New Developments Identified in Hydrogen Fuel Cells Market

Posted On December 18, 2020     

As the environmental threats rise, countries are looking at alternatives that can be used to fuel vehicles; spacecraft, etc. Hence, the world is turning to fuel made of hydrogen as they produce zero carbon emission and burn with oxygen. For example, Saudi Arabia, is planning to build a hydrogen facility that will use seawater. It will cost the country about $5 Billion.

Recently, a team of researchers has found a new product to make hydrogen fuel using seawater. It is important to notice that the fuel would be made from seawater found in abundance around the world and is also the kind of water that humans have no regular use. This would work as a great development in the Hydrogen Fuel Cells Market as it is comparatively easier and cheaper to make than other methods.

The researchers have combined water purifying technology into a proof of concept design for a new seawater electrolyzer. This technology uses an electric current for splitting apart water and hydrogen molecules. It may enable humans to turn wind and solar energy into fuel that would be storable as well as portable.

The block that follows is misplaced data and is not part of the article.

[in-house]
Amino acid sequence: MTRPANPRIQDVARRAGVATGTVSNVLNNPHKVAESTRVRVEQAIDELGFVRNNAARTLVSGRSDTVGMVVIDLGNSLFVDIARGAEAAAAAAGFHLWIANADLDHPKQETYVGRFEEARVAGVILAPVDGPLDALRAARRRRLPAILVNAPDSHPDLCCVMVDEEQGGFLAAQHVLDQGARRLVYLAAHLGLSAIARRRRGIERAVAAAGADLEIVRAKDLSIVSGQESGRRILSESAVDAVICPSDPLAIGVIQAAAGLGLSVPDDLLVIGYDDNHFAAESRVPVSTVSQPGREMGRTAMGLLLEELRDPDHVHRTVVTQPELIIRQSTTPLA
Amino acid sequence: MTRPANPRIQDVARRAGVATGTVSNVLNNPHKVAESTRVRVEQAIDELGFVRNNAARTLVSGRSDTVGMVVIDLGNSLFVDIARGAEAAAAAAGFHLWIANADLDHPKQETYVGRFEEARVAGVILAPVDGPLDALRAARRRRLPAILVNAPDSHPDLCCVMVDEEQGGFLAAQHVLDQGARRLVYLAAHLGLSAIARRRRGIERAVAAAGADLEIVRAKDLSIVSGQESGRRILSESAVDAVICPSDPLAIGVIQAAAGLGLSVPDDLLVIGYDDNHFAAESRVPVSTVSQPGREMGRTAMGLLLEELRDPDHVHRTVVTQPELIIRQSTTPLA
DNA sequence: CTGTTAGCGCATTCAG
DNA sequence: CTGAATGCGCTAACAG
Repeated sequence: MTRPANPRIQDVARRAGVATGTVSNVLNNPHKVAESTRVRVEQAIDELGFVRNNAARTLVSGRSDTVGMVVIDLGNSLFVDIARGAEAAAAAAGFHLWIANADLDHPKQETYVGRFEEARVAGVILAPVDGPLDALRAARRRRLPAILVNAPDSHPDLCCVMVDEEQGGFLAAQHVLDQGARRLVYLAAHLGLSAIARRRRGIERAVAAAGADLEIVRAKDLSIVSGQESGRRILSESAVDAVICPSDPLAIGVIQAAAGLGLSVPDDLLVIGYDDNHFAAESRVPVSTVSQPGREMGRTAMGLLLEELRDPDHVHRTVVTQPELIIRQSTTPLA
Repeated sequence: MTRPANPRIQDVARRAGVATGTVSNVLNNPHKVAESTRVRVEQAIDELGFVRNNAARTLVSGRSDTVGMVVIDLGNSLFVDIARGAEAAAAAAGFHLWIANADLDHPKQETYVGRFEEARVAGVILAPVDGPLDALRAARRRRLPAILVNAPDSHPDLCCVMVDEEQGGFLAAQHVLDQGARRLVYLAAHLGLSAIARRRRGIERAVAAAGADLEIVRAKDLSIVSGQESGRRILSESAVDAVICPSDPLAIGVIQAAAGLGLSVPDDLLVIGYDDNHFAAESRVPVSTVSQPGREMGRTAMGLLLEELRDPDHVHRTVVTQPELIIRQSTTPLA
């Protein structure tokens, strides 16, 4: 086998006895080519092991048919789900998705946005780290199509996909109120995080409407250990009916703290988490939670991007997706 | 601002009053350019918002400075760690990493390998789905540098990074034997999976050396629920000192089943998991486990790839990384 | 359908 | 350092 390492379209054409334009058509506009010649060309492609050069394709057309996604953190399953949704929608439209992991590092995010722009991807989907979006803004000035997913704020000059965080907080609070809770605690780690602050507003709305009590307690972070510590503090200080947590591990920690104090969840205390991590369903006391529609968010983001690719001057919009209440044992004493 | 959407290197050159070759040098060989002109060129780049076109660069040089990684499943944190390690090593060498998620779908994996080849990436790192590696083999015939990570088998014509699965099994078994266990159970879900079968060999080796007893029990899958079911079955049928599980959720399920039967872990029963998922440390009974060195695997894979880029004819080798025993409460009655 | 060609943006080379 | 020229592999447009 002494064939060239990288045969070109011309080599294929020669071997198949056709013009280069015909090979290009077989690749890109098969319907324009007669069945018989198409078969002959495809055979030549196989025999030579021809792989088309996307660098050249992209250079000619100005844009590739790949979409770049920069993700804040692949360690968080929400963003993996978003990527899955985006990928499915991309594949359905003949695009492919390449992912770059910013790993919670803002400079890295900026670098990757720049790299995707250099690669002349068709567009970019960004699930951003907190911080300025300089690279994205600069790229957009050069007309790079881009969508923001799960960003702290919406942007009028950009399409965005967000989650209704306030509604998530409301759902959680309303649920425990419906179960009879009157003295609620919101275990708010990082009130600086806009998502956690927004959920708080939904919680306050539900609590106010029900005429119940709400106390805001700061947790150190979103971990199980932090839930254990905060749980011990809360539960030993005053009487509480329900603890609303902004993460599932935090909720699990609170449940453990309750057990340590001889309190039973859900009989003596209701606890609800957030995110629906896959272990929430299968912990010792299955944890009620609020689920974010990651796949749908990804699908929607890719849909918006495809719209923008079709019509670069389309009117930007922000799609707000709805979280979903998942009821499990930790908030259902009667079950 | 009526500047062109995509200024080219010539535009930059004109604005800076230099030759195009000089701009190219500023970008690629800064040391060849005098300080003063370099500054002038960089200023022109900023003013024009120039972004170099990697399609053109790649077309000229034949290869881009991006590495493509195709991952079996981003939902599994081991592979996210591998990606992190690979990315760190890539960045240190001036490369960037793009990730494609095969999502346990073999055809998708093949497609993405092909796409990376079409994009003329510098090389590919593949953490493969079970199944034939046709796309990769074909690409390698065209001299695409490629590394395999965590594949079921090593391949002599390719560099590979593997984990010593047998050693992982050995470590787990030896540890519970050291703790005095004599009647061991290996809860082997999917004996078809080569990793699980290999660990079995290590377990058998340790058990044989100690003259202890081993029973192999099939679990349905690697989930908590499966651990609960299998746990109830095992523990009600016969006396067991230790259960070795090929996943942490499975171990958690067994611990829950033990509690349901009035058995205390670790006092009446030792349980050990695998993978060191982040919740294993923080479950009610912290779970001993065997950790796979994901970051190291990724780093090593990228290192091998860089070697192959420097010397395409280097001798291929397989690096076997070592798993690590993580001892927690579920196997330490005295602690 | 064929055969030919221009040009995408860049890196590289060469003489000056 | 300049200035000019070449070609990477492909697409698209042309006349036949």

Hydrogen fuel is sustainable, and the best way to produce it by combining wind and solar energy found in coastal and offshore environments in addition to seawater. It is because common people have no use for these things.

Usually, it is hard to use saline water for this purpose as chlorine ions in the sea alter, and turn into toxic chlorine gas, which degrades the equipment and pours out in the environment. For this to not happen, water needs to be desalinated prior to entering into the electrolyzer, which is an expensive extra step.

To counter this problem, researchers inserted a semi-permeable membrane inside the technology. This membrane was first developed to purify water in the reverse osmosis (RO) treatment process. It puts extremely high pressure on water and pushes it through the membrane while keeping the chlorine ions behind.

Researchers have stated that inside the electrolyzer, seawater would not be pushed through the RO membrane but instead would be contained by it. Seawater would be kept on the cathode side of the membrane, and as chlorine ions are too big to pass through the membrane, they are not able to reach the anode, thus, averting the production of chlorine gas.

Researchers involved in this will continue to explore seawater electrolysis more to develop the technology further.

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